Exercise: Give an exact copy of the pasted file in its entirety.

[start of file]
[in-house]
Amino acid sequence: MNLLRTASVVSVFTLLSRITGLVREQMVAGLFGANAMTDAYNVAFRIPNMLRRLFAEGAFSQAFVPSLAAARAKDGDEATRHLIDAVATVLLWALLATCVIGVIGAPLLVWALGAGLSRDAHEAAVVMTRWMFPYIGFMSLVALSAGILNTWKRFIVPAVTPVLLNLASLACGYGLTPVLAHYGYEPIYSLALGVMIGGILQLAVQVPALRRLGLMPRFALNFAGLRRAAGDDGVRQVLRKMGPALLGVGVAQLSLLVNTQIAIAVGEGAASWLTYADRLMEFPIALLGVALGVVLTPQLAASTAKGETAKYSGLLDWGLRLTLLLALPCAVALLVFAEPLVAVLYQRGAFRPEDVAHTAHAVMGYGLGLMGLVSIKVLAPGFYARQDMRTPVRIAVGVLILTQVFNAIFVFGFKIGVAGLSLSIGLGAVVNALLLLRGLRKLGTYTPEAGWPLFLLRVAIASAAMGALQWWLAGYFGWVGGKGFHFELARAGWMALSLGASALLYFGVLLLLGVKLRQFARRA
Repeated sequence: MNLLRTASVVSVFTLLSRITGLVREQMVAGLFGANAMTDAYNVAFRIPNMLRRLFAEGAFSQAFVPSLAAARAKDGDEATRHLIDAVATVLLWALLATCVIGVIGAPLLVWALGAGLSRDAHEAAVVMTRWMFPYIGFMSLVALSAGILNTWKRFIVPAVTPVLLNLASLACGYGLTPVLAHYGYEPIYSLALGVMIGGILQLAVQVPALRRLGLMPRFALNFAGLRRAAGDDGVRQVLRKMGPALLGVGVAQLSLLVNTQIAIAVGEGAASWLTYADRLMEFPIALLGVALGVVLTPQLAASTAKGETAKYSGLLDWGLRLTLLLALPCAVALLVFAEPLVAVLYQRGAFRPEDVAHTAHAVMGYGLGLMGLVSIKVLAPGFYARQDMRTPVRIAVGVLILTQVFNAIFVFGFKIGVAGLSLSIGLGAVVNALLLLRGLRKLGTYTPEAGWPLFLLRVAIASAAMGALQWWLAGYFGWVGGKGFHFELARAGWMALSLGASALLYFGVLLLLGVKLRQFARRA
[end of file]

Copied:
[in-house]
Amino acid sequence: MNLLRTASVVSVFTLLSRITGLVREQMVAGLFGANAMTDAYNVAFRIPNMLRRLFAEGAFSQAFVPSLAAARAKDGDEATRHLIDAVATVLLWALLATCVIGVIGAPLLVWALGAGLSRDAHEAAVVMTRWMFPYIGFMSLVALSAGILNTWKRFIVPAVTPVLLNLASLACGYGLTPVLAHYGYEPIYSLALGVMIGGILQLAVQVPALRRLGLMPRFALNFAGLRRAAGDDGVRQVLRKMGPALLGVGVAQLSLLVNTQIAIAVGEGAASWLTYADRLMEFPIALLGVALGVVLTPQLAASTAKGETAKYSGLLDWGLRLTLLLALPCAVALLVFAEPLVAVLYQRGAFRPEDVAHTAHAVMGYGLGLMGLVSIKVLAPGFYARQDMRTPVRIAVGVLILTQVFNAIFVFGFKIGVAGLSLSIGLGAVVNALLLLRGLRKLGTYTPEAGWPLFLLRVAIASAAMGALQWWLAGYFGWVGGKGFHFELARAGWMALSLGASALLYFGVLLLLGVKLRQFARRA
Repeated sequence: MNLLRTASVVSVFTLLSRITGLVREQMVAGLFGANAMTDAYNVAFRIPNMLRRLFAEGAFSQAFVPSLAAARAKDGDEATRHLIDAVATVLLWALLATCVIGVIGAPLLVWALGAGLSRDAHEAAVVMTRWMFPYIGFMSLVALSAGILNTWKRFIVPAVTPVLLNLASLACGYGLTPVLAHYGYEPIYSLALGVMIGGILQLAVQVPALRRLGLMPRFALNFAGLRRAAGDDGVRQVLRKMGPALLGVGVAQLSLLVNTQIAIAVGEGAASWLTYADRLMEFPIALLGVALGVVLTPQLAASTAKGETAKYSGLLDWGLRLTLLLALPCAVALLVFAEPLVAVLYQRGAFRPEDVAHTAHAVMGYGLGLMGLVSIKVLAPGFYARQDMRTPVRIAVGVLILTQVFNAIFVFGFKIGVAGLSLSIGLGAVVNALLLLRGLRKLGTYTPEAGWPLFLLRVAIASAAMGALQWWLAGYFGWVGGKGFHFELARAGWMALSLGASALLYFGVLLLLGVKLRQFARRA